NPI's Cascadia Advocate

Offering commentary and analysis from Washington, Oregon, and Idaho, The Cascadia Advocate is the Northwest Progressive Institute's uplifting perspective on world, national, and local politics.

Sunday, May 3rd, 2020

April 28th special election results give boost to public services in Washington’s rural areas

Despite the coro­n­avirus pan­dem­ic, a num­ber of juris­dic­tions in Wash­ing­ton state had spe­cial elec­tions that con­clud­ed on April 28th, and while the results won’t be cer­ti­fied by the coun­ties involved until May 8th and won’t be cer­ti­fied by the state until May 19th, the returns so far sug­gest Wash­ing­to­ni­ans under­stand the impor­tance of invest­ing in the pub­lic ser­vices that make our com­mu­ni­ties strong.

A num­ber of school levies were up for con­sid­er­a­tion, with the Wood­land and Kala­ma school dis­tricts cur­rent­ly pass­ing their oper­a­tions and cap­i­tal levies, and the Ort­ing School Dis­trict cur­rent­ly pass­ing their oper­a­tions levy.

The vot­ers of the North Mason School Dis­trict, how­ev­er, have vot­ed down their cap­i­tal levy by sev­en­ty-eight votes out of 5,200 cast, and eigh­teen teach­ing posi­tions are like­ly to be lost as a result.

The Soap Lake School Dis­trict cur­rent­ly has a split deci­sion after ini­tial­ly reject­ing both propo­si­tions, vot­ing for one to pay for music, sports, tech­nol­o­gy and extracur­ric­u­lar activ­i­ties (by nine votes of six hun­dred and fifty-sev­en cast) but cur­rent­ly vot­ing against the sec­ond to upgrade the district’s bus garage and improve the heat­ing and air con­di­tion­ing sys­tem at the mid­dle school and high school build­ings (by thir­ty-one votes of six hun­dred and six­ty-sev­en cast).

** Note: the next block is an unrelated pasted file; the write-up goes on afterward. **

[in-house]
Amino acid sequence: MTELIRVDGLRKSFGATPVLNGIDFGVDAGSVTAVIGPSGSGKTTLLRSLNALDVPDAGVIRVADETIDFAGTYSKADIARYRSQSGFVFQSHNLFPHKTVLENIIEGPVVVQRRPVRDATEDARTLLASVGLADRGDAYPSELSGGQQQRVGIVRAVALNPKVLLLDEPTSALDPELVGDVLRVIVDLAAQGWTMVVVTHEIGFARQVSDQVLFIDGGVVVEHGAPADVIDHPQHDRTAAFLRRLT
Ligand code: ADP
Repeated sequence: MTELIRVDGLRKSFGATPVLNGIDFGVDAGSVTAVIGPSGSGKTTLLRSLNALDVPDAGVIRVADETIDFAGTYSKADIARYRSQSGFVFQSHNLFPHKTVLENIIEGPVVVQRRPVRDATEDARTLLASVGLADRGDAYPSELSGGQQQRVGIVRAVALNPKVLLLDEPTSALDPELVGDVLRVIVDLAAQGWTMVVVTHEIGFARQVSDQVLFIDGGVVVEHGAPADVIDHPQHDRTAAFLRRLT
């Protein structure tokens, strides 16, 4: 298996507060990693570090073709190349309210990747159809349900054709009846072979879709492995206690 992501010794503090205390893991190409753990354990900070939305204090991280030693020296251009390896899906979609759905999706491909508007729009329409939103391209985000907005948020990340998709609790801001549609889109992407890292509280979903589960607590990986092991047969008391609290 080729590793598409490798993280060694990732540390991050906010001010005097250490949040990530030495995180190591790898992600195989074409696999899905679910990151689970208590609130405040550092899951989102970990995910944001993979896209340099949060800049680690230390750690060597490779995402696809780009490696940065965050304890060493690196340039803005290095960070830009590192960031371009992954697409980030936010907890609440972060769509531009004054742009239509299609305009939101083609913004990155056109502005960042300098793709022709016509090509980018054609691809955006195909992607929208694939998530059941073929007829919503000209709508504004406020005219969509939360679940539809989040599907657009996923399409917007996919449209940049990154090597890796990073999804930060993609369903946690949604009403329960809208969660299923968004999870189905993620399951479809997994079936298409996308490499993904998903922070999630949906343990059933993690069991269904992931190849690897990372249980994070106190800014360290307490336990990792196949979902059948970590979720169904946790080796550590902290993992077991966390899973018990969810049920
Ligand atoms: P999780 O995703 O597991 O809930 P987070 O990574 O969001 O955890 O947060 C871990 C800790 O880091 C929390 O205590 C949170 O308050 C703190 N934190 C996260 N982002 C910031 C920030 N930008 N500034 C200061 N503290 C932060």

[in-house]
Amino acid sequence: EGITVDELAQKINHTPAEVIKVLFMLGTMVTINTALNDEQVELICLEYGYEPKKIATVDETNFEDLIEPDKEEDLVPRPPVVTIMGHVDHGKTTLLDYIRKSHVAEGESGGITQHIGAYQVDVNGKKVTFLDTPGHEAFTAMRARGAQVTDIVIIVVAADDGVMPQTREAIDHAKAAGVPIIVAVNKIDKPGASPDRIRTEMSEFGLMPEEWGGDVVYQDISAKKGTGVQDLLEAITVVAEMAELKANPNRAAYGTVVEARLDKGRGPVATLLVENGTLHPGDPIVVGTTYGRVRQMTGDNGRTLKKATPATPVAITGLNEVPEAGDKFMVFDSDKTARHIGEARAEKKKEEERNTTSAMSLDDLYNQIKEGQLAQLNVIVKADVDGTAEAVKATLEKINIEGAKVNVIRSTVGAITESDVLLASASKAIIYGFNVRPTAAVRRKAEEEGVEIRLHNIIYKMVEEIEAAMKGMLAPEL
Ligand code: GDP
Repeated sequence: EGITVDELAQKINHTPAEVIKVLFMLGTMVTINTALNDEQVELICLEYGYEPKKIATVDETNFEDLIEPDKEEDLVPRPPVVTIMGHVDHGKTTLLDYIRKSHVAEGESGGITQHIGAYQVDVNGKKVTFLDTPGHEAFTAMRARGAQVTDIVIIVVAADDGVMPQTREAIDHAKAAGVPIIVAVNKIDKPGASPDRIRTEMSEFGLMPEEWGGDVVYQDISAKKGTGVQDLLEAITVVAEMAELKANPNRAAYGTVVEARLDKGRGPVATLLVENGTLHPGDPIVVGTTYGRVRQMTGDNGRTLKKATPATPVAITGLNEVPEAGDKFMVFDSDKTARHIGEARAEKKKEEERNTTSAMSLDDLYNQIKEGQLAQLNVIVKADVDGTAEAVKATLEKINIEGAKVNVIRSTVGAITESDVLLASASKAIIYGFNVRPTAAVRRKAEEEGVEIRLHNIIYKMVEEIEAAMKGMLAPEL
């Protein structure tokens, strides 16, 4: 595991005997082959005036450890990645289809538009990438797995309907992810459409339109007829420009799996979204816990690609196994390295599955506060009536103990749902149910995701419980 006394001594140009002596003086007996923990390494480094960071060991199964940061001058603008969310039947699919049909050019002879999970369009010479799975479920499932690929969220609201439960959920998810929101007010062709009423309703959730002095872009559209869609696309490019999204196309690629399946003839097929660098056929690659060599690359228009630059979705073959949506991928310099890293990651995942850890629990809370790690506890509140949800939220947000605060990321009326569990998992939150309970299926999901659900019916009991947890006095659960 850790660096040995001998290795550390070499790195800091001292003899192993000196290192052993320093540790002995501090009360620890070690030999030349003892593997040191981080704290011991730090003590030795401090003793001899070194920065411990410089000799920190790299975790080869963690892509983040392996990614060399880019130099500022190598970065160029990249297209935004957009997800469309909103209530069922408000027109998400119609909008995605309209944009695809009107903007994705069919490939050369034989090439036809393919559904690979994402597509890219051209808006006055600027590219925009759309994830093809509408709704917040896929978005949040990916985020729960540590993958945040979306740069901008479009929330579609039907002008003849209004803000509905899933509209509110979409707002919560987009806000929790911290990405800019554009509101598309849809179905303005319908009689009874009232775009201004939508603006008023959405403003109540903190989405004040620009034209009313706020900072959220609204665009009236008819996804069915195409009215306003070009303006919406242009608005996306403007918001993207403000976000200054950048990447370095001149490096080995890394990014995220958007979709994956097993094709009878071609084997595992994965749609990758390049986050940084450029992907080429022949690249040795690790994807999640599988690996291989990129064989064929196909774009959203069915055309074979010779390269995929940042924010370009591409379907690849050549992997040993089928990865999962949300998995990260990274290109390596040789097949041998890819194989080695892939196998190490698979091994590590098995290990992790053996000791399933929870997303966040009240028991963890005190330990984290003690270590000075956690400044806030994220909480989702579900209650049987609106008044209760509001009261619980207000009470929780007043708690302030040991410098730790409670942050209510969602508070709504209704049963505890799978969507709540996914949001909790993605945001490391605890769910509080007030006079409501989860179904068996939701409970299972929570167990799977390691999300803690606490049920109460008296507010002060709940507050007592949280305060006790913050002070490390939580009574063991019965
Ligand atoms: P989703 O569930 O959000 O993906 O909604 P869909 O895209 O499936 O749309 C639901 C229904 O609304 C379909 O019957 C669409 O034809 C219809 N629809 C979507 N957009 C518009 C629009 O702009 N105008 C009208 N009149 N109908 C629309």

As many of these levy votes had been attempt­ed and failed back in Feb­ru­ary, their suc­cess the sec­ond time around in most cas­es is quite encouraging.

There were also a num­ber of fire pro­tec­tion levy mea­sures through­out the state, with suc­cess­ful out­comes in Dou­glas, Garfield, and Okanogan coun­ties, as well as a levy lid lift for the vol­un­teer fire depart­ment in Cle Elum in Kit­ti­tas County.

In Roy­al City, a vote to merge Fire Pro­tec­tion Dis­tricts #10 and #11 is also pass­ing, by a sub­stan­tial mar­gin. Fire dis­tricts in Mason Coun­ty also did well, with two Emer­gency Med­ical Ser­vices levies pass­ing hand­i­ly, but a prop­er­ty tax levy for Fire Pro­tec­tion Dis­trict #16 pass­ing by only 33 votes of 753 cast.

The town of Pateros in Okanogan Coun­ty is cur­rent­ly reject­ing, by six votes of one hun­dred and six cast, renew­ing a levy for emer­gency med­ical ser­vices that would cost 50 cents for every $1,000 of an assessed property’s value.

A one-year levy for a Pub­lic Hos­pi­tal Dis­trict that serves both Okanogan and Dou­glas coun­ties is cur­rent­ly hand­i­ly passing.

Vot­er turnout in most cas­es was rel­a­tive­ly strong despite the pan­dem­ic, with most coun­ties see­ing turnout above forty per­cent. The excep­tions were Grant, Kit­ti­tas, and Dou­glas coun­ties, which are all quite rural.

It’s these often unno­ticed votes that make the dif­fer­ence with respect to Wash­ing­to­ni­ans’ qual­i­ty of life. Because our tax code is so upside down and because local juris­dic­tions are fre­quent­ly left to fend for them­selves with lim­it­ed rev­enue author­i­ty, suc­cess­ful local bal­lot mea­sures are need­ed to keep essen­tial pub­lic ser­vices oper­a­tional and healthy. Hope­ful­ly, that won’t always be the case, because bud­get­ing by ref­er­en­dum is not a sound fis­cal practice.

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